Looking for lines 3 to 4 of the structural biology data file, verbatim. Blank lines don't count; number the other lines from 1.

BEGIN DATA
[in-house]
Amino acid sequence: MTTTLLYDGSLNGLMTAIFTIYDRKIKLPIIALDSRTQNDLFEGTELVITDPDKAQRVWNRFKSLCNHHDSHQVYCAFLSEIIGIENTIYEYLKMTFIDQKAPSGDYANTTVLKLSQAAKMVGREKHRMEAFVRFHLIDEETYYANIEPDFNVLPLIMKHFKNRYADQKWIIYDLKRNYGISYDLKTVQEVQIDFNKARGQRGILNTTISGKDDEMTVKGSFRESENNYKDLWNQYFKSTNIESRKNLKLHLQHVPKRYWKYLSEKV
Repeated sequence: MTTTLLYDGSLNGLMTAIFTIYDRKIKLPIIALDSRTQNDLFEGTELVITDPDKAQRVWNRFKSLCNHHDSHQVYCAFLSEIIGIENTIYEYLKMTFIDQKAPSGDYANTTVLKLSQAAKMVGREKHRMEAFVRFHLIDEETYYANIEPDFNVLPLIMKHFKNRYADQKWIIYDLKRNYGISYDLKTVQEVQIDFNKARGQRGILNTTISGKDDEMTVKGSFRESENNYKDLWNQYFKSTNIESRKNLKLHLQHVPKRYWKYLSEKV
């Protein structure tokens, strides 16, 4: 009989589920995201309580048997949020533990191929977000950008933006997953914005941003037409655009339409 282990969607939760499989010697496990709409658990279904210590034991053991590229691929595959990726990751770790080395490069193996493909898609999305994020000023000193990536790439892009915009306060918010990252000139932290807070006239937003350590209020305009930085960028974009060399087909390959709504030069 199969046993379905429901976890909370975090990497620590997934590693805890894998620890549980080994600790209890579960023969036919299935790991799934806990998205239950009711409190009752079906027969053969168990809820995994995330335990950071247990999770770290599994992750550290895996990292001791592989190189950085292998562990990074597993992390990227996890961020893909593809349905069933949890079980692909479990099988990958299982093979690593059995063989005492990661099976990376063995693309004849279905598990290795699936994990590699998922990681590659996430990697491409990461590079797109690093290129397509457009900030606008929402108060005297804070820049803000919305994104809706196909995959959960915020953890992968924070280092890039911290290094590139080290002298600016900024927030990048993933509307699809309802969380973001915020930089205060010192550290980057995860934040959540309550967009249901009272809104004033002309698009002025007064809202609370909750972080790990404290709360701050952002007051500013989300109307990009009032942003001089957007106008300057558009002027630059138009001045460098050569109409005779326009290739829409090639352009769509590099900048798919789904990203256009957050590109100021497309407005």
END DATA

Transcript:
Repeated sequence: MTTTLLYDGSLNGLMTAIFTIYDRKIKLPIIALDSRTQNDLFEGTELVITDPDKAQRVWNRFKSLCNHHDSHQVYCAFLSEIIGIENTIYEYLKMTFIDQKAPSGDYANTTVLKLSQAAKMVGREKHRMEAFVRFHLIDEETYYANIEPDFNVLPLIMKHFKNRYADQKWIIYDLKRNYGISYDLKTVQEVQIDFNKARGQRGILNTTISGKDDEMTVKGSFRESENNYKDLWNQYFKSTNIESRKNLKLHLQHVPKRYWKYLSEKV
């Protein structure tokens, strides 16, 4: 009989589920995201309580048997949020533990191929977000950008933006997953914005941003037409655009339409 282990969607939760499989010697496990709409658990279904210590034991053991590229691929595959990726990751770790080395490069193996493909898609999305994020000023000193990536790439892009915009306060918010990252000139932290807070006239937003350590209020305009930085960028974009060399087909390959709504030069 199969046993379905429901976890909370975090990497620590997934590693805890894998620890549980080994600790209890579960023969036919299935790991799934806990998205239950009711409190009752079906027969053969168990809820995994995330335990950071247990999770770290599994992750550290895996990292001791592989190189950085292998562990990074597993992390990227996890961020893909593809349905069933949890079980692909479990099988990958299982093979690593059995063989005492990661099976990376063995693309004849279905598990290795699936994990590699998922990681590659996430990697491409990461590079797109690093290129397509457009900030606008929402108060005297804070820049803000919305994104809706196909995959959960915020953890992968924070280092890039911290290094590139080290002298600016900024927030990048993933509307699809309802969380973001915020930089205060010192550290980057995860934040959540309550967009249901009272809104004033002309698009002025007064809202609370909750972080790990404290709360701050952002007051500013989300109307990009009032942003001089957007106008300057558009002027630059138009001045460098050569109409005779326009290739829409090639352009769509590099900048798919789904990203256009957050590109100021497309407005």